The coronavirus situation is now in its fifth month, with hopeful signs — but certainly no end — on the horizon.
From the outset, we’ve received an unending list of suggestions, guidelines and outright mandates regarding how we should respond to the virus, the most contentious of which seems to be the required use of face coverings.
I’m going to digress for a moment: My own personal ax to grind in this pertains to guidelines regarding proper hand sanitation. Shelves were emptied of hand sanitizer and disinfectant wipes in the first wave of panic buying that most famously included toilet paper. Hand soap vanished shortly thereafter. Sanitary wipes at store entrances disappeared and were not replaced, so shoppers had to carry their own if they wanted to wipe down their hands or their carts.
Yet we heard almost nothing from our government on this, I suspect because there was not a great deal that could be done about it. I can’t help wondering how many lives might have been saved had the government devoted the same energy to hand sanitation as it did — and continues to do — to other aspects of the pandemic, including the use of masks.
Face coverings have become the hottest of political footballs. In Pennsylvania, particularly, it has become just one aspect of the wider debate regarding Gov. Tom Wolf and his use of the emergency powers with which he invested himself.
Give the Wolf administration credit: Although Pennsylvania has been hit hard by the virus, it has not been hit nearly so hard as some neighboring states, and in that regard his measures have been a terrific success. Many people, rightly, fear that their lives and lives of their loved ones, are at stake, and support the steps Wolf has taken. They certainly support mask use.
At the same time, the economic devastation, particularly in the more rural areas where the virus was never prevalent, was much more widespread than it might have been.
It’s that, coupled with the governor’s autocratic manner throughout the situation, that has generated widespread pushback. Even a benevolent tyranny, after all, is still a tyranny.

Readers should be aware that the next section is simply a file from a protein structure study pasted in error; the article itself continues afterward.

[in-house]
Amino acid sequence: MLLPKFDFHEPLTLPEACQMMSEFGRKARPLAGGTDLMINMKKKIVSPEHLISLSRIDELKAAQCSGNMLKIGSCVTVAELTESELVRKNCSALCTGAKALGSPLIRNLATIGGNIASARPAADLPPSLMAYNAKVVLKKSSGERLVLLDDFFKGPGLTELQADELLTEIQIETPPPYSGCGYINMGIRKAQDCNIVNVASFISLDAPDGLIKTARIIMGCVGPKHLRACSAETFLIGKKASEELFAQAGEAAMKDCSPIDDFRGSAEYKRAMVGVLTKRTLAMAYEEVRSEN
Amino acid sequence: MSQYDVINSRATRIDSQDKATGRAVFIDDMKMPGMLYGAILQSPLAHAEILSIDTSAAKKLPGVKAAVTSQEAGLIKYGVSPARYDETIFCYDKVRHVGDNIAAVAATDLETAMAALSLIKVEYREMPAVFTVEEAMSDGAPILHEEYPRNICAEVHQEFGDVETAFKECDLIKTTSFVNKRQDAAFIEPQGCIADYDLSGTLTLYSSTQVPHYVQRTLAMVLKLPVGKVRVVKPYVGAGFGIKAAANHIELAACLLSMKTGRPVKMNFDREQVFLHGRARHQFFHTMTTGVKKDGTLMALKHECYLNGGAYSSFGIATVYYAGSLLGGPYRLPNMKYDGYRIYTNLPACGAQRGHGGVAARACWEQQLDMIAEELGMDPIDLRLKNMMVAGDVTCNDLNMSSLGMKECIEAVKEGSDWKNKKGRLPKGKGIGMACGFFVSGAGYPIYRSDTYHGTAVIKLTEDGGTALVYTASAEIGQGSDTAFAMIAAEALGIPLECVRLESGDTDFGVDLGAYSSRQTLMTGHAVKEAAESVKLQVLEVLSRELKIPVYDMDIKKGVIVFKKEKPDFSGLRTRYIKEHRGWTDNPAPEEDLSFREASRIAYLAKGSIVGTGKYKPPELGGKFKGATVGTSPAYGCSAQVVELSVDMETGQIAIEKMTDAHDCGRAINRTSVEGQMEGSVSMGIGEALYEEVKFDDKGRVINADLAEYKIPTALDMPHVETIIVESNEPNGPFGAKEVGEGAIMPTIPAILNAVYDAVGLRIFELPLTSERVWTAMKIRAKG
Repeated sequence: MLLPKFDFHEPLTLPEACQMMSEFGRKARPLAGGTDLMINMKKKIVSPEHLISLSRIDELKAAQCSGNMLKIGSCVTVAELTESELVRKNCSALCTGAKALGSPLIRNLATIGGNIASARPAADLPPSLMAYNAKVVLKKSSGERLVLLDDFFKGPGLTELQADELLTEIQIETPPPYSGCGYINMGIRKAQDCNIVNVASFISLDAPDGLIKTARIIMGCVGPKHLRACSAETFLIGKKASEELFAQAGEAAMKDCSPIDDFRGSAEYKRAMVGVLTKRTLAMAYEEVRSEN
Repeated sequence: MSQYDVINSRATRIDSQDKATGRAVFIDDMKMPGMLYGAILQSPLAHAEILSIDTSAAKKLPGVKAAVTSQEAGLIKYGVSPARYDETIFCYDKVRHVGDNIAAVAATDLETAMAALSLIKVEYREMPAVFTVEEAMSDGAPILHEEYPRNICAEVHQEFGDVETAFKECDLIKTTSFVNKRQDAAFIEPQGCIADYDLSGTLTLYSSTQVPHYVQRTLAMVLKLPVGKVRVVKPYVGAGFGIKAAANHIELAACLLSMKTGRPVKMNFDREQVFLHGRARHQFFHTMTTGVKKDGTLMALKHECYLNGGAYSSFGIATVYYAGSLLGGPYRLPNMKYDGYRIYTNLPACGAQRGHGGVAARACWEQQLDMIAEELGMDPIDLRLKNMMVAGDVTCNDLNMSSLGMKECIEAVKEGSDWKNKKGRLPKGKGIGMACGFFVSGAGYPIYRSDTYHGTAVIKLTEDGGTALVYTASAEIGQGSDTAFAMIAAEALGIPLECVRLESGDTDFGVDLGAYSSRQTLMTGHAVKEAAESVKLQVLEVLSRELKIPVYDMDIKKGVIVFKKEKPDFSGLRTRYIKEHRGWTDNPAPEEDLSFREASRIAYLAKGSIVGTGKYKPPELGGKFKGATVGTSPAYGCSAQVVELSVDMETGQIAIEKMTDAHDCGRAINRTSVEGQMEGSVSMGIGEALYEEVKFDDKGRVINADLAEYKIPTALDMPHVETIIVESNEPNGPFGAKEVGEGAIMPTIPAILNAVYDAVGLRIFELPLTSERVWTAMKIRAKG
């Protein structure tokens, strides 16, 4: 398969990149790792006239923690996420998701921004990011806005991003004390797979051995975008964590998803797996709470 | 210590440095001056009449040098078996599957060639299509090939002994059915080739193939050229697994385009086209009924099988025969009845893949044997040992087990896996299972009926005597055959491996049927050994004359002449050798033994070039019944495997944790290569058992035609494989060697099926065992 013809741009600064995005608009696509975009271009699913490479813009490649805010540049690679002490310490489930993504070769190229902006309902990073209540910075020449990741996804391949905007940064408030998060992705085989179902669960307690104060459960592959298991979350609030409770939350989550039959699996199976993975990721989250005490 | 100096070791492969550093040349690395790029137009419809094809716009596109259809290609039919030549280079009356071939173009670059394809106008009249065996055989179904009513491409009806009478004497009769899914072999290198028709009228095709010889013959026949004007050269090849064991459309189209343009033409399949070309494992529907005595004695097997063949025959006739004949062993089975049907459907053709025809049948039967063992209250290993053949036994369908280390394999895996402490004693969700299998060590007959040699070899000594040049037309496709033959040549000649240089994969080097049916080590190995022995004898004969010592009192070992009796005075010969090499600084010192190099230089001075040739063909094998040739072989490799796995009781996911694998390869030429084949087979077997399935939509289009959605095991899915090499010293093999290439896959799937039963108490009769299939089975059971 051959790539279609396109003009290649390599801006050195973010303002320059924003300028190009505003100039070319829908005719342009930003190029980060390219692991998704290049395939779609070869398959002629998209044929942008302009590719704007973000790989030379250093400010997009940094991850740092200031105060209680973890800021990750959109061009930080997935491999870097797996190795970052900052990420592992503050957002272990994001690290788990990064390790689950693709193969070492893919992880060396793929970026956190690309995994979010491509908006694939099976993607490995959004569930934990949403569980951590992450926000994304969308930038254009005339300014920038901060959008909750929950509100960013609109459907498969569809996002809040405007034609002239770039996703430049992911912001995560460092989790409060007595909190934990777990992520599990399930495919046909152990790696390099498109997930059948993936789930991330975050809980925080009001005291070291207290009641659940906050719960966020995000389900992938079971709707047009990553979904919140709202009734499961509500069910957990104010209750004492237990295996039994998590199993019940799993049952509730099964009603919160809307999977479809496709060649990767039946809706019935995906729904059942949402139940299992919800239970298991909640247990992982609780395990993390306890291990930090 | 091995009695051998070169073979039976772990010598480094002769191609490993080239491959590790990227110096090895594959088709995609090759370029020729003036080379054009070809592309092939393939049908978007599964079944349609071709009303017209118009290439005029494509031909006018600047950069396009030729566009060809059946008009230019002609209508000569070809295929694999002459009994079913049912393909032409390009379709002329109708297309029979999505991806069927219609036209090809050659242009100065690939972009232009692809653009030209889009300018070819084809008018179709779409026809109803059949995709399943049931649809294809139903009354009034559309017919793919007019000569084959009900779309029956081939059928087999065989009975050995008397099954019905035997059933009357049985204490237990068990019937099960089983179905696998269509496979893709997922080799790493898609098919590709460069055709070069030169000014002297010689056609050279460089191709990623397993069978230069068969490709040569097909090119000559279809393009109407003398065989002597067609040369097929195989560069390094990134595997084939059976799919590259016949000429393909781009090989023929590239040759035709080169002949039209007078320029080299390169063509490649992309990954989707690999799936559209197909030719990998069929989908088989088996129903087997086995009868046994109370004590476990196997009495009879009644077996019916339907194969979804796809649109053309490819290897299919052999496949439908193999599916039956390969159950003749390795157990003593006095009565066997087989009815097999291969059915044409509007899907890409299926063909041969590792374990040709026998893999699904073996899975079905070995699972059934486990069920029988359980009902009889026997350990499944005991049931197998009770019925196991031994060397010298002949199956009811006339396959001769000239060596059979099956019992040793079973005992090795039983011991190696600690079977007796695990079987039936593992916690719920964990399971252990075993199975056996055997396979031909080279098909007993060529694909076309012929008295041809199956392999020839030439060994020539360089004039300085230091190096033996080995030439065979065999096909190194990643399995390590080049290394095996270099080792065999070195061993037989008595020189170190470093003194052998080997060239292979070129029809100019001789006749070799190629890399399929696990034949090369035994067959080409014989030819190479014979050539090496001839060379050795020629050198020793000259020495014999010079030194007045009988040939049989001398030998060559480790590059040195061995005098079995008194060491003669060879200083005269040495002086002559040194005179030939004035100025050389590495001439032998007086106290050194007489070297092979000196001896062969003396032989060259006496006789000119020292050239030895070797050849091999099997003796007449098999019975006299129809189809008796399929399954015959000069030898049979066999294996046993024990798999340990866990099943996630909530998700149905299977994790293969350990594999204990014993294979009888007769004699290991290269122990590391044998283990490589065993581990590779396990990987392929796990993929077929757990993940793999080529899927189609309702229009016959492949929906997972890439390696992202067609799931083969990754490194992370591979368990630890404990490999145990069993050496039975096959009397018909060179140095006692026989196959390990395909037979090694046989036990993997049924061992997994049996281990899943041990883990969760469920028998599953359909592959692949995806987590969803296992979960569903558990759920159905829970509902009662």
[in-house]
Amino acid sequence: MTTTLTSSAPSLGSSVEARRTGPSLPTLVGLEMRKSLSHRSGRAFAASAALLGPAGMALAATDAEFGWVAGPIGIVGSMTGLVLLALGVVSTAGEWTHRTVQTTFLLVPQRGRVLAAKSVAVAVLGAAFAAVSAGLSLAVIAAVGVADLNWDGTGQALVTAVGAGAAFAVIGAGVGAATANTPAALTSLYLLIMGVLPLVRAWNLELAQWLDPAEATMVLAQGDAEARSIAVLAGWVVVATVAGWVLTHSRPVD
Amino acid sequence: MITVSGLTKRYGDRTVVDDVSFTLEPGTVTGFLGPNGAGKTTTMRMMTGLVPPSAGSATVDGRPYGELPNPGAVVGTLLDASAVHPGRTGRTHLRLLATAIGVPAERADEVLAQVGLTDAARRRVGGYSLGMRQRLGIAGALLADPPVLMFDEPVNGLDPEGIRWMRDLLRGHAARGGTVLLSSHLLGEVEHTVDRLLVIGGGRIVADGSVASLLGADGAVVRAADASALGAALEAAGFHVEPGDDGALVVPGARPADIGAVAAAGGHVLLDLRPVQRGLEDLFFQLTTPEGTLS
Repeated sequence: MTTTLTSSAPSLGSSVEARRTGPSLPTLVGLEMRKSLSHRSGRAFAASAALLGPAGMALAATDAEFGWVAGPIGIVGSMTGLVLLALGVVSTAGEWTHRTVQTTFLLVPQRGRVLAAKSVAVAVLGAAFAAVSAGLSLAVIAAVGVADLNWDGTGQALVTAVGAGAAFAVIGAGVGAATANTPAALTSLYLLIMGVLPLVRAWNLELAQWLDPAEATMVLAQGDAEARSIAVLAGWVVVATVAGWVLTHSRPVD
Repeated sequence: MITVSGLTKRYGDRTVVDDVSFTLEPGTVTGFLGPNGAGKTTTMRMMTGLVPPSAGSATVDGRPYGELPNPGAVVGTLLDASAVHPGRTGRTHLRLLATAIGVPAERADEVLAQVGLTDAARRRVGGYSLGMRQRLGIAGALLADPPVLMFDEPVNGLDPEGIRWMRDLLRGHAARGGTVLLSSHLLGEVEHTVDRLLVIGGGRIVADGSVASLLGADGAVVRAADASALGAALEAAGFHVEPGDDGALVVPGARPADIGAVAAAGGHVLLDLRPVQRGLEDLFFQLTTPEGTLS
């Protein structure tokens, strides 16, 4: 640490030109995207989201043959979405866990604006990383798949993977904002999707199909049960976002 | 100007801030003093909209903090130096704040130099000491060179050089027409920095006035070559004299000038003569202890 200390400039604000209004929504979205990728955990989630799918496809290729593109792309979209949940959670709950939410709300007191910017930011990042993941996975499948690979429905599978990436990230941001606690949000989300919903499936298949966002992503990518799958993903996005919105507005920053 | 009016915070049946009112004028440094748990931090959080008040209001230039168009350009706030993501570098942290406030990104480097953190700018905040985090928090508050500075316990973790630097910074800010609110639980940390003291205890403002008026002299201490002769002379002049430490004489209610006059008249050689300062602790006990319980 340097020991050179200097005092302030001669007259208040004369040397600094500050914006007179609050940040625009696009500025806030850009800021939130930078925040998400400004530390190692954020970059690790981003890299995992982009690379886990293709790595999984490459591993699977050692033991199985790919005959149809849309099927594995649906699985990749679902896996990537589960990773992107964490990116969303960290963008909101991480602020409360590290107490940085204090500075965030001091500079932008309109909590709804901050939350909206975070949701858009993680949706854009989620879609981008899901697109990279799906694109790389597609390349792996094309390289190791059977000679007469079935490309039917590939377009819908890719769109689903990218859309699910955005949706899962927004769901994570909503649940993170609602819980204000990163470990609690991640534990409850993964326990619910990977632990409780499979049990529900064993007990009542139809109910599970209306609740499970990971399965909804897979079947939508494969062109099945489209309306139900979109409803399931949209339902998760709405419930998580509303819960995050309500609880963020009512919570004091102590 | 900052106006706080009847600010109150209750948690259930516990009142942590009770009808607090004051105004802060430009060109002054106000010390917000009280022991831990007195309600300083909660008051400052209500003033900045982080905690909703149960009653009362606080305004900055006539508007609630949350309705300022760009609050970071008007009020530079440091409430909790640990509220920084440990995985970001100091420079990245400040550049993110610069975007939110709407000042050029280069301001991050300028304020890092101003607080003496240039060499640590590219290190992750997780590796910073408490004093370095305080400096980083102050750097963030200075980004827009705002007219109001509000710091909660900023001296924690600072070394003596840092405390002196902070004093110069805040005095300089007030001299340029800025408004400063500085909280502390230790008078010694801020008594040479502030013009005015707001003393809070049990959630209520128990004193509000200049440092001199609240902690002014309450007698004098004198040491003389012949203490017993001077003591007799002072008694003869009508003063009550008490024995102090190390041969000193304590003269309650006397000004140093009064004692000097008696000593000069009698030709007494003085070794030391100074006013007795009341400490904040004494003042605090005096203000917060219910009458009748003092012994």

For many, I suspect, the masks became a tangible symbol of people’s resentment of the shutdown and the way it was handled.
I vividly remember a Huntingdon auto dealer who, at a Blair County rally protesting the closures, made it a point to rip off his mask and fling it down. I’m sure his objection was not so much the mask as the restrictions it symbolized, restrictions that threatened his livelihood. So also for a salon owner who I interviewed who questioned why Walmart, packed with shoppers, could continue to sell hair products, but she was not permitted even to leave products on her porch for customers to pick up.
The governor’s decrees ignored a fundamental truth of human nature. Many people will bend over backwards to comply with a polite request, but resist strenuously when confronted with an order.
The president, with his frequent flip-flops on the issue, hasn’t helped.
The use of face coverings has visibly declined since the state’s businesses began to reopen, and Wolf’s renewed order early last month, and the threat to have police enforce it, has apparently, if anything, prompted more people to leave them at home.
That’s a tragedy, and it shouldn’t be that way.
We can disagree on Governor Wolf, President Trump, Dr. Fauci and all of the politicians, mandates and restrictions. But surely we can agree on the urgent need to protect one another from an unforgiving virus that may be with us for a very long time.
Many experts, most of whom do not have a political ax to grind, agree that the use of face coverings slows the spread of the virus.
Maybe, just maybe, its time to listen to them. Let the politics and the politicians be damned. Let’s take care of it ourselves. There’s too much at stake to do otherwise.